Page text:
SOSC 4319
2003 - 2004

Group Project








Dramatis Persona-

Ananse: hero or anti-hero?

Kwenku-Ananse is a unique character. In the Ananse stories, he takes on the appearance of a spider but it is clear from the folktales that Ananse has human traits. In plain terms, Ananse is a trickster and in some of the tales his wits gets him what he wants but at other times it brings him grief. In Ananse becomes the Owner of Stories, from the Badoe and Diakite collection, Ananse is cleverly successful at capturing three other major characters for which he is granted the title 'Owner of Stories' by the forest king. However, in another tale called The Pot of Wisdom, Ananse, because of his pride, fails to bring the pot with all the world's wisdom to the Sky God and does not receive the title 'Sage of All Time.'

Beyond Ananse's virtues and vices, which invariably add humour to his tales, Ananse's unique feature is that he embodies both the hero and villain personalities. This is a breakdown of the general structure of folktales, which usually has a hero who conquers a villain and earns recognition. Cultural Ambassador and folklore icon of Jamaica Louise Bennet-Coverley, says of Ananse, "Ananse is the only folk hero, story hero that makes himself also the villain because he points out the weakness of the human being and show you how you can be tricked by your own greed or envy because you don't examine what you're doing properly" (Armstrong, 24). In Propp's language, Ananse might be considered a "victim hero" although often a victim of his own undoing. At other times, Ananse himself may embody what Propp refers to as a "seeker hero" but there is no guarantee that Ananse with be successful in his exploits in spite of having fulfilled the other functions of a hero (Berger, 27).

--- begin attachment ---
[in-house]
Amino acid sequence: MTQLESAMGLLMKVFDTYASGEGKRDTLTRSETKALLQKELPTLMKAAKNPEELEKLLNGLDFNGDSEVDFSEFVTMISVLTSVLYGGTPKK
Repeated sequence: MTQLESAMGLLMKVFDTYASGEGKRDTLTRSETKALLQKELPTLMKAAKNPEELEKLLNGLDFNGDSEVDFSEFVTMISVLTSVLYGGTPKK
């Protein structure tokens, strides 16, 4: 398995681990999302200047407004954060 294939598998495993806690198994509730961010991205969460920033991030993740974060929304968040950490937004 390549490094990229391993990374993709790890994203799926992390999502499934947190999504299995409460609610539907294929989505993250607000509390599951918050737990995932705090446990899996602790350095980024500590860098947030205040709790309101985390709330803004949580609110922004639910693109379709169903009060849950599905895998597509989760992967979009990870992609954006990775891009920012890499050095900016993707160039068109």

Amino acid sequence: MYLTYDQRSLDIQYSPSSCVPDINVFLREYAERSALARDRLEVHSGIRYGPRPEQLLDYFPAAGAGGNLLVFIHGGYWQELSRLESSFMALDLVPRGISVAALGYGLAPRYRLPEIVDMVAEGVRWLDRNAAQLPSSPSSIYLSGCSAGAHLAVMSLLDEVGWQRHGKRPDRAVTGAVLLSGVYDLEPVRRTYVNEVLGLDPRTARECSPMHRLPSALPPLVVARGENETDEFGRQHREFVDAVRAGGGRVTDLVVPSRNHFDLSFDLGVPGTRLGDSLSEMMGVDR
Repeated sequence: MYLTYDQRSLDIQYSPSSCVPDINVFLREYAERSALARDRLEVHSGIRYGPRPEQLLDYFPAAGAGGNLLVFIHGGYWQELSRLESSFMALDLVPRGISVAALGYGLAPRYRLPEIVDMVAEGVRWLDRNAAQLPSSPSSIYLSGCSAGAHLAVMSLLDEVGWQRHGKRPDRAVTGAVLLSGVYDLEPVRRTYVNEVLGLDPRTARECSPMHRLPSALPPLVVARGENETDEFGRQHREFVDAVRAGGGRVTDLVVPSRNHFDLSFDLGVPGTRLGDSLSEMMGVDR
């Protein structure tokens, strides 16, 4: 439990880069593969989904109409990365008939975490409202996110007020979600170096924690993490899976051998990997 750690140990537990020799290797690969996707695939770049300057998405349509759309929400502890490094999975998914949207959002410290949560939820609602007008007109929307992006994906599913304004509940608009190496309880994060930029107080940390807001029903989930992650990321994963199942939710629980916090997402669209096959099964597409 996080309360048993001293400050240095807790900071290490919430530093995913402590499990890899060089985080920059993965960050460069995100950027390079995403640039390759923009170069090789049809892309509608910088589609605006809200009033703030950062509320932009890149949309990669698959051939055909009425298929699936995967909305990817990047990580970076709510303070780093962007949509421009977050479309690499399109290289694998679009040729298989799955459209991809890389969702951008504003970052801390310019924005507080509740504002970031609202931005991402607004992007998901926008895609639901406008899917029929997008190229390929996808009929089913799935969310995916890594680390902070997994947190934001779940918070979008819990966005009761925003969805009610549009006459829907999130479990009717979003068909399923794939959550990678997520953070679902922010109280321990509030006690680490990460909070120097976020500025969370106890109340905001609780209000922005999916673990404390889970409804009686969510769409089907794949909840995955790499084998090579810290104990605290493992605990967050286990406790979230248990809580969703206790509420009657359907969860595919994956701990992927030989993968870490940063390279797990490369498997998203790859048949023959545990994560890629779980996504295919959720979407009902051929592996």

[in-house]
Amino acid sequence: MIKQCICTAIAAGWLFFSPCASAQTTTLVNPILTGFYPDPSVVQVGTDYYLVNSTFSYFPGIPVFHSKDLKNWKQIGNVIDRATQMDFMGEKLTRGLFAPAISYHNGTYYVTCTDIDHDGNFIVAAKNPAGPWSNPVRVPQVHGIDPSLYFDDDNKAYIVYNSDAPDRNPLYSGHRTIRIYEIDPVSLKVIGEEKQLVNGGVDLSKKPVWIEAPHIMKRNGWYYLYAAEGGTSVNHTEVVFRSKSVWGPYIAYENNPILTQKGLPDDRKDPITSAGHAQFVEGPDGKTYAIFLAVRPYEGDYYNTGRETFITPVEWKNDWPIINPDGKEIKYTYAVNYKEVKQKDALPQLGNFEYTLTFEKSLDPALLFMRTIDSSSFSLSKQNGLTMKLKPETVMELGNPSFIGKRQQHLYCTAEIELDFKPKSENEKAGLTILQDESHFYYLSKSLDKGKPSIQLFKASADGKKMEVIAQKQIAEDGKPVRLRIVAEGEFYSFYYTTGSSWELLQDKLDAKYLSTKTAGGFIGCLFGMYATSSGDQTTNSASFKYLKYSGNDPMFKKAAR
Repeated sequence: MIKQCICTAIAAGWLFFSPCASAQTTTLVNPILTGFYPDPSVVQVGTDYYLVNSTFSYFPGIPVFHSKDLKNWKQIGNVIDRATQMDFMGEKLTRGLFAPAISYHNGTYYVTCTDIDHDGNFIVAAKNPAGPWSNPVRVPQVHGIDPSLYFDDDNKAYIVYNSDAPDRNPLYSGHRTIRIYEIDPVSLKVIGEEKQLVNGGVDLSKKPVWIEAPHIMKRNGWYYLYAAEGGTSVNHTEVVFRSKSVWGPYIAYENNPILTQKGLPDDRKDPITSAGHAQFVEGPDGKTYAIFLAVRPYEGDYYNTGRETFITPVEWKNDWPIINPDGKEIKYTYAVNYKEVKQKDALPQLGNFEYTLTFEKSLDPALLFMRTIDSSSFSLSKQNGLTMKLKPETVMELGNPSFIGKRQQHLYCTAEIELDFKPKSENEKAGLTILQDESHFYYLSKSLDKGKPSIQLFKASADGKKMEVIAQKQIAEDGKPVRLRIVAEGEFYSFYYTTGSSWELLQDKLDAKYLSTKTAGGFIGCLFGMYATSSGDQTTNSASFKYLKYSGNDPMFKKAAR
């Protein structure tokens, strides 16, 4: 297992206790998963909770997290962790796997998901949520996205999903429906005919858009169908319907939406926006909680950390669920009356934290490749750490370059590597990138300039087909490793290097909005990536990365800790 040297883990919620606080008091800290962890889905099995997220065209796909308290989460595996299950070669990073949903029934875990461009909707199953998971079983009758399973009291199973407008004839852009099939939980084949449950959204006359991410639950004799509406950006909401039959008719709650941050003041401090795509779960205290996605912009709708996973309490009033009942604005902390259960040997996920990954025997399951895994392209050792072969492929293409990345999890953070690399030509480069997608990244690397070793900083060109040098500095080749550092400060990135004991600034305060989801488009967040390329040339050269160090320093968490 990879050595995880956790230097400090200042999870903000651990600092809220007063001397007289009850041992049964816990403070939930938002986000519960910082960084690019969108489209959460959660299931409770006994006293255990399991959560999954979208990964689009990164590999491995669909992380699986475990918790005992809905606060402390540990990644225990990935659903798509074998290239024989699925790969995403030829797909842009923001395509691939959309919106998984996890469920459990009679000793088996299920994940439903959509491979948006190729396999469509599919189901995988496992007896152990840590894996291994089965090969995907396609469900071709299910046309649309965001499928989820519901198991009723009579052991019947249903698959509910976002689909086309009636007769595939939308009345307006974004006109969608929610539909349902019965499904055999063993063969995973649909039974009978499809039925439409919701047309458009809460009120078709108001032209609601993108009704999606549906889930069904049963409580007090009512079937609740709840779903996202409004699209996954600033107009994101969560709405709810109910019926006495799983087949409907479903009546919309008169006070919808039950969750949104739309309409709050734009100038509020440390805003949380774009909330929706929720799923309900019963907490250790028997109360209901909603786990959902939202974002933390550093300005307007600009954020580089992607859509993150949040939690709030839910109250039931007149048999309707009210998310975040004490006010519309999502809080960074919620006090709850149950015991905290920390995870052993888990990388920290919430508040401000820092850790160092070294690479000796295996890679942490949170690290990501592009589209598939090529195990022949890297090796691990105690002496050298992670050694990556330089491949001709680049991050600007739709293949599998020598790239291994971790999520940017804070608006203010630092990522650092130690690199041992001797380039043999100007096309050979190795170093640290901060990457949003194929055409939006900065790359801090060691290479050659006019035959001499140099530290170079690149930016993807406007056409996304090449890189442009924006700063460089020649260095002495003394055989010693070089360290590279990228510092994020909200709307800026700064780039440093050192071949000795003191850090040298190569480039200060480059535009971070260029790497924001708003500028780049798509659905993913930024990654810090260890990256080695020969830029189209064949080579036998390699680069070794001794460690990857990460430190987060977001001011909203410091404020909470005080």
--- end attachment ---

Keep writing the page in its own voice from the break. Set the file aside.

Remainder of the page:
Ananse's actions often have unintended consequences ending up in some punishment for Ananse. However, this not always the case, Ananse may also outsmart the other characters, which include Pig, Chameleon, Tiger, Crow Monkey, Dog, Turtle, Rat, Bug, Donkey, Puss, Conch and Goat. Laura Tanna in her telling work Jamaican Folk Tales and Oral Histories points to a subtle characterization in the Ananse tales. She indicates that those animals living in water are usually mindless and inferior to Ananse and are the dupes of his tricks; those characters living on earth have the peculiarities of human beings and can be deceived but those living in the air are generally more intelligent and ethically superior to Ananse (Armstrong, 24). The personality of Kwenku-Ananse is made clear when contrasted with these characters in his stories.

Image courtesy of Badoe and Diakite The Pot of Wisdom










  Disclaimer           Haile Clacken                     © 2003 - 2004 by class of SOSC 4319 at York University